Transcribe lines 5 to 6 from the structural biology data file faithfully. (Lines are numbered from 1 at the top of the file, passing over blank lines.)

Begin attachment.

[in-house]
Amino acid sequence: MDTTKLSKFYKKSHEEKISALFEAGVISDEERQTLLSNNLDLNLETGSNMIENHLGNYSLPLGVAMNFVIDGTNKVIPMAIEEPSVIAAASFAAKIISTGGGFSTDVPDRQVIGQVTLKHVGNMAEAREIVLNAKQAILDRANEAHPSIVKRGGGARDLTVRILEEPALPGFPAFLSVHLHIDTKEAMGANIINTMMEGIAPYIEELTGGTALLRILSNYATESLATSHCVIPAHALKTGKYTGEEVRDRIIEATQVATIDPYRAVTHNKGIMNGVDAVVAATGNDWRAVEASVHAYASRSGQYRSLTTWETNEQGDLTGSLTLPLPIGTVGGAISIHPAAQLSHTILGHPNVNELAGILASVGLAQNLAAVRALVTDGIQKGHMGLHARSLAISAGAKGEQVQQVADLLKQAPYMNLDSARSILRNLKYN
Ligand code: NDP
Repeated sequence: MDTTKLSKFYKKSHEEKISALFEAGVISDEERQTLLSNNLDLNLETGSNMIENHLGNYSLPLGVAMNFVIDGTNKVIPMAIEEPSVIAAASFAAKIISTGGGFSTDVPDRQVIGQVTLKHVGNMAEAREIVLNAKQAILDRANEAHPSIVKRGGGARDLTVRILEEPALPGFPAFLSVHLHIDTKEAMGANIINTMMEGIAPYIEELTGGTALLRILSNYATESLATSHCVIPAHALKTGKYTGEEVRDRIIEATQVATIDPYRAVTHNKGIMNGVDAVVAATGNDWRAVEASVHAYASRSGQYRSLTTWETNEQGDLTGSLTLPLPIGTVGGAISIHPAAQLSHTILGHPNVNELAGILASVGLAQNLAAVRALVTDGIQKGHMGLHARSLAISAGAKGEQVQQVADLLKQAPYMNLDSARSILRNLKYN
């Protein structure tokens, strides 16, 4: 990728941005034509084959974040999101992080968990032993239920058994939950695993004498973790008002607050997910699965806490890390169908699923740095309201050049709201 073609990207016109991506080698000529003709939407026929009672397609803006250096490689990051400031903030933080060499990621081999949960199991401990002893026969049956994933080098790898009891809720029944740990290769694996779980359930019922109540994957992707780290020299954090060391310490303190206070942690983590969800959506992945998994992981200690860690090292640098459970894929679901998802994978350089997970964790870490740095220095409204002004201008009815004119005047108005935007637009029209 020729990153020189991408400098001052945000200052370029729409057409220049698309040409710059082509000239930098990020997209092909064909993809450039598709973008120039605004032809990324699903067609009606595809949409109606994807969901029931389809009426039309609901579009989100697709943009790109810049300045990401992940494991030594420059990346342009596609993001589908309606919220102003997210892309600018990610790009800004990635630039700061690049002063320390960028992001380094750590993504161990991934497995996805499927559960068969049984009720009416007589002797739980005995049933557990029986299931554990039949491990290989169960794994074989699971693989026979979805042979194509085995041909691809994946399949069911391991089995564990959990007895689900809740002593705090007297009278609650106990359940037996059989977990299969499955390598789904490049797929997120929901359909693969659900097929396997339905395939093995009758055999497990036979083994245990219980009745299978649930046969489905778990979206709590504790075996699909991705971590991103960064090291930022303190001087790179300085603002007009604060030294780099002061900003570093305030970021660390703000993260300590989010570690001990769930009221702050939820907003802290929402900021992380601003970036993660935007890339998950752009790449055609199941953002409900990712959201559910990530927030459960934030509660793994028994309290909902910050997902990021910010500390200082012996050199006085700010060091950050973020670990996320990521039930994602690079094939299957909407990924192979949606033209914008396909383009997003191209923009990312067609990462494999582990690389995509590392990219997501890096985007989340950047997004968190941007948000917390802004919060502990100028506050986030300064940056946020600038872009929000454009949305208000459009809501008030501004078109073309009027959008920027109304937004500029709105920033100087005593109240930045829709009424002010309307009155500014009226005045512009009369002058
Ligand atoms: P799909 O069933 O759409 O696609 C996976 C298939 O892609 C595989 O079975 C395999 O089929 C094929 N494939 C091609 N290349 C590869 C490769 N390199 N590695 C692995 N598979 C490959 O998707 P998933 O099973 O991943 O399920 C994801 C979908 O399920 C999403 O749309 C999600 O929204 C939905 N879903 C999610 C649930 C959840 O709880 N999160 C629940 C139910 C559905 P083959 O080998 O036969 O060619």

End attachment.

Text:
């Protein structure tokens, strides 16, 4: 990728941005034509084959974040999101992080968990032993239920058994939950695993004498973790008002607050997910699965806490890390169908699923740095309201050049709201 073609990207016109991506080698000529003709939407026929009672397609803006250096490689990051400031903030933080060499990621081999949960199991401990002893026969049956994933080098790898009891809720029944740990290769694996779980359930019922109540994957992707780290020299954090060391310490303190206070942690983590969800959506992945998994992981200690860690090292640098459970894929679901998802994978350089997970964790870490740095220095409204002004201008009815004119005047108005935007637009029209 020729990153020189991408400098001052945000200052370029729409057409220049698309040409710059082509000239930098990020997209092909064909993809450039598709973008120039605004032809990324699903067609009606595809949409109606994807969901029931389809009426039309609901579009989100697709943009790109810049300045990401992940494991030594420059990346342009596609993001589908309606919220102003997210892309600018990610790009800004990635630039700061690049002063320390960028992001380094750590993504161990991934497995996805499927559960068969049984009720009416007589002797739980005995049933557990029986299931554990039949491990290989169960794994074989699971693989026979979805042979194509085995041909691809994946399949069911391991089995564990959990007895689900809740002593705090007297009278609650106990359940037996059989977990299969499955390598789904490049797929997120929901359909693969659900097929396997339905395939093995009758055999497990036979083994245990219980009745299978649930046969489905778990979206709590504790075996699909991705971590991103960064090291930022303190001087790179300085603002007009604060030294780099002061900003570093305030970021660390703000993260300590989010570690001990769930009221702050939820907003802290929402900021992380601003970036993660935007890339998950752009790449055609199941953002409900990712959201559910990530927030459960934030509660793994028994309290909902910050997902990021910010500390200082012996050199006085700010060091950050973020670990996320990521039930994602690079094939299957909407990924192979949606033209914008396909383009997003191209923009990312067609990462494999582990690389995509590392990219997501890096985007989340950047997004968190941007948000917390802004919060502990100028506050986030300064940056946020600038872009929000454009949305208000459009809501008030501004078109073309009027959008920027109304937004500029709105920033100087005593109240930045829709009424002010309307009155500014009226005045512009009369002058
Ligand atoms: P799909 O069933 O759409 O696609 C996976 C298939 O892609 C595989 O079975 C395999 O089929 C094929 N494939 C091609 N290349 C590869 C490769 N390199 N590695 C692995 N598979 C490959 O998707 P998933 O099973 O991943 O399920 C994801 C979908 O399920 C999403 O749309 C999600 O929204 C939905 N879903 C999610 C649930 C959840 O709880 N999160 C629940 C139910 C559905 P083959 O080998 O036969 O060619």